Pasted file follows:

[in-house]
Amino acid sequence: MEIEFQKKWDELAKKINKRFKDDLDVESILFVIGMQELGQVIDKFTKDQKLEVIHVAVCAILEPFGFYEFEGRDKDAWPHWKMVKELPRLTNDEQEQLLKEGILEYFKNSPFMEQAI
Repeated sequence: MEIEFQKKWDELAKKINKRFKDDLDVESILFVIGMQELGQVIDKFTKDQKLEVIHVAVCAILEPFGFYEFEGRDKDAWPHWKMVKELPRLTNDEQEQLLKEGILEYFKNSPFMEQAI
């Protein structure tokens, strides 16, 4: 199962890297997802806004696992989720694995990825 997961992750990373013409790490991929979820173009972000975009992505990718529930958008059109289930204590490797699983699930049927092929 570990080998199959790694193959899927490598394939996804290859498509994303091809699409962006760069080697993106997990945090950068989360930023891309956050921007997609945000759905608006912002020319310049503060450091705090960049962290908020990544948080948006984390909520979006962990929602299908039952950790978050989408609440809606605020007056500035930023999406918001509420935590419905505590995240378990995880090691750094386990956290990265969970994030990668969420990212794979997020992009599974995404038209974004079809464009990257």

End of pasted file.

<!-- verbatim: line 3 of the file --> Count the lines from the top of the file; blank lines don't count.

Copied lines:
Repeated sequence: MEIEFQKKWDELAKKINKRFKDDLDVESILFVIGMQELGQVIDKFTKDQKLEVIHVAVCAILEPFGFYEFEGRDKDAWPHWKMVKELPRLTNDEQEQLLKEGILEYFKNSPFMEQAI